After a record 1,150 days in bankruptcy, United Airlines exits Chapter 11 protection from its creditors Thursday. While continuing service, the nation's No. 2 carrier has trimmed its workforce 30 percent, its fleet of planes by 20 percent, and operating costs by another 20 percent through deep pay cuts and the elimination of defined-benefit pensions.

The lack of a clear chain of command hindered federal relief efforts after hurricane Katrina, the Government Accountability Office said Wednesday in a report that represents the first congressional conclusions on the subject. The report said Homeland Security Secretary Michael Chertoff or a deputy should have become a "central focal point" and that the federal response was generally to wait until affected states asked for help.

The Federal Emergency Management Agency, which has struggled to transition hurricane evacuees out of hotel rooms, said thousands in Georgia had missed a midnight-Monday deadline to register for additional federal funds. Occupants of almost 2,000 rooms will have to start paying next Tuesday, depending on what individual hotels decide.

Construction spending for everything from homes to highways totaled a record $1.12 trillion last year, up 8.9 percent since the previous record set in 2004, the Commerce Department reported Wednesday. Although some of the lowest home mortgage rates in decades have fueled a housing boom, analysts predict home sales will slow as lending rates rise.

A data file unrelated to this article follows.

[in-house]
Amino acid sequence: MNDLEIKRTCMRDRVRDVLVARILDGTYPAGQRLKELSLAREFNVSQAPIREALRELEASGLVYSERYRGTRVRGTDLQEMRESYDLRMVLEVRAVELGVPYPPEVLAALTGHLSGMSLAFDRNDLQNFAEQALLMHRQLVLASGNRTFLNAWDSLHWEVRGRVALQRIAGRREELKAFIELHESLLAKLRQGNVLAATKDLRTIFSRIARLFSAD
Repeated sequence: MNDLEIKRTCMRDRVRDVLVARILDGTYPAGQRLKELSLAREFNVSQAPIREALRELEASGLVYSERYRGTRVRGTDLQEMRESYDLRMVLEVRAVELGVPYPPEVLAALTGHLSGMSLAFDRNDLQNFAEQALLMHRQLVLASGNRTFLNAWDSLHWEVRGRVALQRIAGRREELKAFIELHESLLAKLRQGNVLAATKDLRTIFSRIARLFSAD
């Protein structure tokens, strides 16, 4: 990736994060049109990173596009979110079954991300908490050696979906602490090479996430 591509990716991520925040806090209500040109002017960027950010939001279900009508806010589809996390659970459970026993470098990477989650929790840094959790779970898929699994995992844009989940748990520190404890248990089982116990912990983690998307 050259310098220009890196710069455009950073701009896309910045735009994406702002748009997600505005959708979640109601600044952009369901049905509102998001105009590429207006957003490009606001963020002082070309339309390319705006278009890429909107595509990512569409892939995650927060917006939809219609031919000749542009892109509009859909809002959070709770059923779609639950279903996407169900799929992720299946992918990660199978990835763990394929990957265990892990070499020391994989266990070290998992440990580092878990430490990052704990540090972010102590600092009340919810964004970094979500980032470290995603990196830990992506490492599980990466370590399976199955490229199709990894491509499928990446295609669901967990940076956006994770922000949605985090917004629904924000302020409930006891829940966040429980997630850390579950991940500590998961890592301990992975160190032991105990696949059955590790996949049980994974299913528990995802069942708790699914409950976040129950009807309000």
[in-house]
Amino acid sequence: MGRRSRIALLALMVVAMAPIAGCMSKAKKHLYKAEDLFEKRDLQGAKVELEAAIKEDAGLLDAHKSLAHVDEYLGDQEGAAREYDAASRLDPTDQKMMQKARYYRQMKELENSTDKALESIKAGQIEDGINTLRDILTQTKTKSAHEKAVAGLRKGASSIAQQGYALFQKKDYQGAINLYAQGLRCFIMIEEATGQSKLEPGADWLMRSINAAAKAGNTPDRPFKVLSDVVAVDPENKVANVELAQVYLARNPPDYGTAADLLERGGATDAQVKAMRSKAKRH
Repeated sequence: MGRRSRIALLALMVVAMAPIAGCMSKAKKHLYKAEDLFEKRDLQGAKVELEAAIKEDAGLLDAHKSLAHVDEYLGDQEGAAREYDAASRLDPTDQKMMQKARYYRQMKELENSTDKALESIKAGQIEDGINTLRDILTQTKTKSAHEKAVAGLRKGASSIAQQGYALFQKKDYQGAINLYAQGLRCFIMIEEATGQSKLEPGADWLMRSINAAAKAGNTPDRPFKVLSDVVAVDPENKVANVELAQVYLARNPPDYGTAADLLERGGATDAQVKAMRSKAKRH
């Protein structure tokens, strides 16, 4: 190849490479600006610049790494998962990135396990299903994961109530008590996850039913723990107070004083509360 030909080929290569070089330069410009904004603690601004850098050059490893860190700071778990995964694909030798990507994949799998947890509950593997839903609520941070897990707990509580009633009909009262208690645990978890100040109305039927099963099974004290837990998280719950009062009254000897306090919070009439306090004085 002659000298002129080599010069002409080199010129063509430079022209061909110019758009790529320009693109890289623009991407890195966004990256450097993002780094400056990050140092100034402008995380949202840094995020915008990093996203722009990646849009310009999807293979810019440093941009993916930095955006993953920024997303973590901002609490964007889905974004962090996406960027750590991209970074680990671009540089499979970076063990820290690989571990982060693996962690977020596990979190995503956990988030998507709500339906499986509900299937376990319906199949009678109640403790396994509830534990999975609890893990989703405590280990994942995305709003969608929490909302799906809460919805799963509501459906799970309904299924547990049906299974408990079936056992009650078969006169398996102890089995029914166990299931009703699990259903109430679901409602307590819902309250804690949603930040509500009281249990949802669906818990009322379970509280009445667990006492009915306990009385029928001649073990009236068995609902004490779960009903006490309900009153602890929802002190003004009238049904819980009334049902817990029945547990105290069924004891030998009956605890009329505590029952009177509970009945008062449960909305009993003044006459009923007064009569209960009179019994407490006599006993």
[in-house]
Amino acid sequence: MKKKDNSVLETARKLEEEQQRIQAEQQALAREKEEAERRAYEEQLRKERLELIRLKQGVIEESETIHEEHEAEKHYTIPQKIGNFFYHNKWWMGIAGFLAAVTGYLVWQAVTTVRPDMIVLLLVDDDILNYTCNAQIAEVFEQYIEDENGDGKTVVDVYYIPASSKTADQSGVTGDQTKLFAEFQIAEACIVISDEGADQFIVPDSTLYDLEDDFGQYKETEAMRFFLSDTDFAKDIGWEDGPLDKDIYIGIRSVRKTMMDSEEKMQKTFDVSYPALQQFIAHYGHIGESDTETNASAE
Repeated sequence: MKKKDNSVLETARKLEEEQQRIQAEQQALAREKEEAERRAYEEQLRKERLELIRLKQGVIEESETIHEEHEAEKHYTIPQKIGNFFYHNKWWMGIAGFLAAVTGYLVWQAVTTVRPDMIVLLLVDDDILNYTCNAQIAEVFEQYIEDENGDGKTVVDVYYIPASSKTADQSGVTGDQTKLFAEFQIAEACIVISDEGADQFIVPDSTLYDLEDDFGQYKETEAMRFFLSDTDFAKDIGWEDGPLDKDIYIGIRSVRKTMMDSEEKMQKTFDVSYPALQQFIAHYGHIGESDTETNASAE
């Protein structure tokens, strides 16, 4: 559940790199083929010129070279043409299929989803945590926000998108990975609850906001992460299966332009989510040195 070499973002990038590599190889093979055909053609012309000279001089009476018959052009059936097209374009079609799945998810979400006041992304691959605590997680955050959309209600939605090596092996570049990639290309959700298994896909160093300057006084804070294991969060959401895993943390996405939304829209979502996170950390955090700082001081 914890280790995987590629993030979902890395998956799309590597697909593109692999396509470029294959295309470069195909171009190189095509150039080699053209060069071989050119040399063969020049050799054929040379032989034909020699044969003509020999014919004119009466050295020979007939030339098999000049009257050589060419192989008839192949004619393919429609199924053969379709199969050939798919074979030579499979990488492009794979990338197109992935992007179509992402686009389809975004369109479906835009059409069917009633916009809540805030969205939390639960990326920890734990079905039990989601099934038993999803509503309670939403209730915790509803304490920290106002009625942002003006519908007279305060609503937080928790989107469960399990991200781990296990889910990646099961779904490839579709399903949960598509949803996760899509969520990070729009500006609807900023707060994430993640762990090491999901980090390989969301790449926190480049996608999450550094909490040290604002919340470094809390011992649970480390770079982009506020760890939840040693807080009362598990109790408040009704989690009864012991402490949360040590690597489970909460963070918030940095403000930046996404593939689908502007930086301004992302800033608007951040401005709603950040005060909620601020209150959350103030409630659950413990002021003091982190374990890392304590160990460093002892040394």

Three years after a nightclub fire in West Warwick, R.I., that trapped concertgoers, Daniel Biechele pleaded guilty to 100 counts of involuntary man-slaughter in a deal with prosecutors. As former tour manager for the rock band Great White, Biechele set off the pyrotechnics that caused the inferno. The plea agreement means he will serve a maximum of 10 years in state prison but will avoid a possible lifetime sentence in the first criminal trial in the case.

A federal appeals court in Richmond, Va., denied a request for full ownership of Titanic artifacts by RMS Titanic Inc., the company that has recovered about 1,800 pieces from the shipwreck. The court upheld a 1994 agreement that gives exclusive salvage rights to the company so long as what it recovers is used in the public interest. The salvager wanted ownership of nearly 6,000 artifacts valued at more than $71 million.

Antiwar activist Cindy Sheehan, whose son was killed in Iraq, was arrested in the House chamber shortly before President Bush gave his State of the Union address because she refused to cover up an antiwar slogan on her shirt. She was the guest of Rep. Lynn Woolsey (D) of California.

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